Glue up problem - In an end grain cutting board, swelling of one species busting glue up

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Blog entry by Kevin May posted 04-27-2012 02:25 AM 10707 reads 1 time favorited 6 comments Add to Favorites Watch

I have an end grain cutting board made of purple heart and yellow heart. The blocks are squares, 1-1/8” square, about 1-1/2” long/thick, glued up with mixed patterns (making letters). The board was treated with mineral oil. It appears that the yellow heart pieces have swollen from absorbing the mineral oil, and have busting some of the glue joints.

Has anyone ever experienced this type of problem?

Thanks for reading and your comments.


-- Kevin May "Making wood useful and fun!"

6 comments so far

View Adrian A's profile

Adrian A

169 posts in 3673 days

#1 posted 04-27-2012 02:33 AM

I havent heard of something swelling after absorbing mineral oil. It should just soak in.

Was it all perfectly flat and tight glue joints, then you soaked with mineral oil and immediately it started bursting? Can you describe a little more so we can diagnose what happened?

Did you let the glue sit for 24 hrs?

View degoose's profile


7273 posts in 4126 days

#2 posted 04-27-2012 07:23 AM

Never used Yellow Heart… and never had a board explode either…
What glue?? TiteBond…??

-- Don't drink and use power tools @

View patron's profile


13704 posts in 4112 days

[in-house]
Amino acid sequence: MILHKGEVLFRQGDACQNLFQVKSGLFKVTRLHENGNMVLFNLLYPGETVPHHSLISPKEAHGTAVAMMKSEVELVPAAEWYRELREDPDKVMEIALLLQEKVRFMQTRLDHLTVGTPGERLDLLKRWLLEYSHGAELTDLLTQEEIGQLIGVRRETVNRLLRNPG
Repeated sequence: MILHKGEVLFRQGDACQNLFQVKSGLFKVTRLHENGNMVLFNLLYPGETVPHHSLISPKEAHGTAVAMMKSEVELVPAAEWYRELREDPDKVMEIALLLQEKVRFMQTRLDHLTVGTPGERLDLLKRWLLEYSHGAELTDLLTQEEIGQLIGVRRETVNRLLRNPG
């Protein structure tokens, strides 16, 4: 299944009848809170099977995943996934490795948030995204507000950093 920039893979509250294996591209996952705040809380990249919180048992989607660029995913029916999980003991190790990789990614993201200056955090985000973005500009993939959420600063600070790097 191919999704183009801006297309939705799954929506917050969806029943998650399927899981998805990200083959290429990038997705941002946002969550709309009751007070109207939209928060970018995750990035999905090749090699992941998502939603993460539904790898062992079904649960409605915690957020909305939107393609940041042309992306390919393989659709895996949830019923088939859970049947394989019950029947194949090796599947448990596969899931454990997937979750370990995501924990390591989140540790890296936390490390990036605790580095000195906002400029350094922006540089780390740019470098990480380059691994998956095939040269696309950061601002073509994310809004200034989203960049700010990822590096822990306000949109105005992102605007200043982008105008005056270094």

#3 posted 04-27-2012 07:38 AM

since the parts are laid up in letters
i’m guessing they were glued as blocks
not like regular
where they are made as long solids
then cut and flipped

could be the milling was not exact
(like square and even)
so it may have left small voids
where they join
that could be glue starved
and let them move some
(this can happen when doing to many pieces all at once)

-- david - only thru kindness can this world be whole . If we don't succeed we run the risk of failure. Dan Quayle

View David Craig's profile

David Craig

2137 posts in 3880 days

#4 posted 04-27-2012 10:54 AM

When making the letters, was there any mix between end grain and edge grain which might have led to a weaker glue joint? Did you use a planer on the board after glue up? Sometimes the stress of a planer can loosen joints also, which is why most folks will stick to sanding the board flat after glue-up.

-- There is little that is simple when it comes to making a simple box.

View Kevin May's profile

Kevin May

74 posts in 3086 days

#5 posted 04-27-2012 12:31 PM

Thanks for the inputs. Answers Glue – Titebond III I was very careful about planning all boards to exact dimensions. I did glue up in normal CB practice of long strips (well at least 10” long) of different species in full CB width., then sawing into segments and turning on end for glue-up into boards. All blocks in same orientation, glue on edge grain. I did not let glue set for 24 hours in clamps. I know this should/could/may of solved the problem. The glue was set for 48 hours before mineral oil was applied. The board was not run through planner after glue up, used a belt sander then RA sander.

-- Kevin May "Making wood useful and fun!"

View Adrian A's profile

Adrian A

169 posts in 3673 days

#6 posted 04-27-2012 01:30 PM

Not letting the clamps stay could be one factor. The thicker and bigger the glue-up the bigger need to keep that clamps on at least 24hrs.

Here’s another question. Was the area you cut and glued the board…. Your garage or workshop. Was it a big humidity or temperature difference from where you applied mineral oil?

Also when you planed the wood did you plane more than half of the wood thickness? Also did you plane evenly on both sides of the board?

Could be moisture issues internally unbalanced in the wood due to planing and not letting it reacclimate. Or moisture issues from shop to inside house

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